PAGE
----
Using CRM to Survive the Recession: Page 2

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To make up-selling and crossing via CRM viable, I've learned from the painful experience of others that your IT department must be able to deliver a minimum set of capabilities. Essentially, the CRM system has to be interconnected to the ERP, warranty, and web traffic logs to succeed at selling more to existing clients.

Here is a checklist for your CRM playbook. I've heard from CIOs and others that these five types of data sources must be integrated into the CRM system to provide the minimum standard of capabilities:

1. Prior sales history. What have they bought lately? Which goods sold are at or near the end of their useful life/warranty? What was the pattern of buying--just before key holidays?

2. Prior credit/payments history. It seems obvious to say that your sales folks should be focused on selling to customers who pay their bills on time. But some sales people don't know who are the deadbeats. Do they know who pays fast?

3. Warranty/service claims history and pattern. If a sales person doesn't know about a recent problem, any sales call before a happy resolution will be an unpleasant experience.

4. Call reports. Every prior contact should be in the database, along with relevant personal information.

5. Web site traffic logs. If a sales person doesn't know what the customer has been reading on your web site, how often they've visited, any pattern of the visits, everyone's time is wasted.

And if your shop meets these minimum standards, it's time to think about the next steps to sell more to existing customers. Using semantic web tools to parse news events and produce customized alerts to sales people should be on your list of things to learn about ASAP.

For example, when the U.S. Department of Defense announces a new contract award to a customer of your company, does your sales person know about that in real time? And does that alert to the sales person include information on prior purchases of components likely to be re-ordered to meet the new DoD purchase order?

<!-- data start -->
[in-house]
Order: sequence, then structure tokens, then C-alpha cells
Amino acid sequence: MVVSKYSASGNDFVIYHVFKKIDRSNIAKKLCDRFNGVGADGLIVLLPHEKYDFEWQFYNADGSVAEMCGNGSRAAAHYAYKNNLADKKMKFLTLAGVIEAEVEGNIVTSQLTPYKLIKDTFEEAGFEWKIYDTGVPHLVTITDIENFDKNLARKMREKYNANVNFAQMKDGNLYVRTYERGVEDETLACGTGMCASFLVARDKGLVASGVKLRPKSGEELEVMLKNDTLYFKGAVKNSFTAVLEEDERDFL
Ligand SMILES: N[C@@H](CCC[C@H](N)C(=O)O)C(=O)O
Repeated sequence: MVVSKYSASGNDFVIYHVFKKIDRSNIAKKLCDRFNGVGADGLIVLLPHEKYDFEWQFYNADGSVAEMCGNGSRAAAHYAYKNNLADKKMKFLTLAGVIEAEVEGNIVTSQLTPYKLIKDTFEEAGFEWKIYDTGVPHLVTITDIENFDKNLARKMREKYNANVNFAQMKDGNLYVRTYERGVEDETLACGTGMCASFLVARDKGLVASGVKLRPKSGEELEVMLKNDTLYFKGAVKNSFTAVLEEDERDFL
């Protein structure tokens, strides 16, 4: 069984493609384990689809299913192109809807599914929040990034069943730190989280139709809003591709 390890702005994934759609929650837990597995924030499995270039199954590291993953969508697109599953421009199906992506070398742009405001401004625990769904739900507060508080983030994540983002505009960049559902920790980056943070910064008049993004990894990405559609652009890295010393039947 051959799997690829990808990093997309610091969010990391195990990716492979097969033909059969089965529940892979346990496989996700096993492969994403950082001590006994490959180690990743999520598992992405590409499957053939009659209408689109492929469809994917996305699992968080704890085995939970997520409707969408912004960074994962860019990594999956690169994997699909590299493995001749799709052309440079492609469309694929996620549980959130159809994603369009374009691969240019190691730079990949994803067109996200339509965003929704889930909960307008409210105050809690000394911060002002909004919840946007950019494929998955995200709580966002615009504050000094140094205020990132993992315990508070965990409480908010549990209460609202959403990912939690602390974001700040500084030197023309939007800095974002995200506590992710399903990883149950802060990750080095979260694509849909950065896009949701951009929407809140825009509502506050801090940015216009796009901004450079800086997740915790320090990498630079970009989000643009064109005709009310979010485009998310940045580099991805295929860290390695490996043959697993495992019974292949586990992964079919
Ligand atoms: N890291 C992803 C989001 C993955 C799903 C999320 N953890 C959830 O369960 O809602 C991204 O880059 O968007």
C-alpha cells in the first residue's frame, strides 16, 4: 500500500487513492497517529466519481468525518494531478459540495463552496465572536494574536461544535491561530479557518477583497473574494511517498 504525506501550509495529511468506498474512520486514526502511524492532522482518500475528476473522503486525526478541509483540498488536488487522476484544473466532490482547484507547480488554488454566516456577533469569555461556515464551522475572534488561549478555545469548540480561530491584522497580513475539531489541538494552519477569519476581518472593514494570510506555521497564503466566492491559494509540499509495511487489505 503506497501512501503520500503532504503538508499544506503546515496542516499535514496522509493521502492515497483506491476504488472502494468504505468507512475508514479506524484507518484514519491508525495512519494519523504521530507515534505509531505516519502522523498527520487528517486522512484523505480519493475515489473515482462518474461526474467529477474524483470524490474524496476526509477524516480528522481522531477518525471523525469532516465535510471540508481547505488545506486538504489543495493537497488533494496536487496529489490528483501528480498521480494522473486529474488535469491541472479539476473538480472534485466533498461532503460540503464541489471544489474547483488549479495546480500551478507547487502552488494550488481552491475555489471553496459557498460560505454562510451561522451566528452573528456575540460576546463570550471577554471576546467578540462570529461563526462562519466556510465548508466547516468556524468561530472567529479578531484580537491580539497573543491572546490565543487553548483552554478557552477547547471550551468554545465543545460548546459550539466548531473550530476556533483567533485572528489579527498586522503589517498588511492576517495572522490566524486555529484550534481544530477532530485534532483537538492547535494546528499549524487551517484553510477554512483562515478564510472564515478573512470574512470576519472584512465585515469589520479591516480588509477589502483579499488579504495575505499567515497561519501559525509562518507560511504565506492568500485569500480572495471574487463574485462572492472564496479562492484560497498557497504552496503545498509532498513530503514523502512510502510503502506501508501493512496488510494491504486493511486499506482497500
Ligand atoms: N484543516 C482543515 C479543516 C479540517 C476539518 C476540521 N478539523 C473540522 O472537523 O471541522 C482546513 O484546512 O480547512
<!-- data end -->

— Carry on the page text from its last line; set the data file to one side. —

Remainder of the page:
If not, add this to your priority list, because your competitors are probably working on it.

For more information about how the semantic web can turbocharge your CRM system, check out this package of articles from PricewaterhouseCoopers.

Another hot new trend is connecting RFID data to the CRM system. This is going to be crucial to meeting mandates from the Food and Drug Administration and other regulators worried about recalls of food, medical devices, toys, and other consumer products.

Speedily connecting your CRM sales and marketing data with your logistics and inventory information can not only simplify recalls, but also provide a sales opportunity.

Consider this script of a telemarketer calling a corporate client: "We just received word that there is a defect in a component of the XYZs we shipped to you last week," says a telemarketer. "We know they arrived but the cartons haven't been opened.

"So we can swap out replacement XYZs at no charge? However, we have a new, higher performing version of the XYZ that is available to current customers at a 50% discount. You had bought 1,000 of the XYZ, so should I send you 1,000 of the new, improved XYZ?"

That's called making lemonade out of a lemon.

Do you have any lemonade episodes to share? Want to vent about dumb cross-sell telemarketer calls? This is the place. Leave a comment below.


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Tags: services, CRM, marketing


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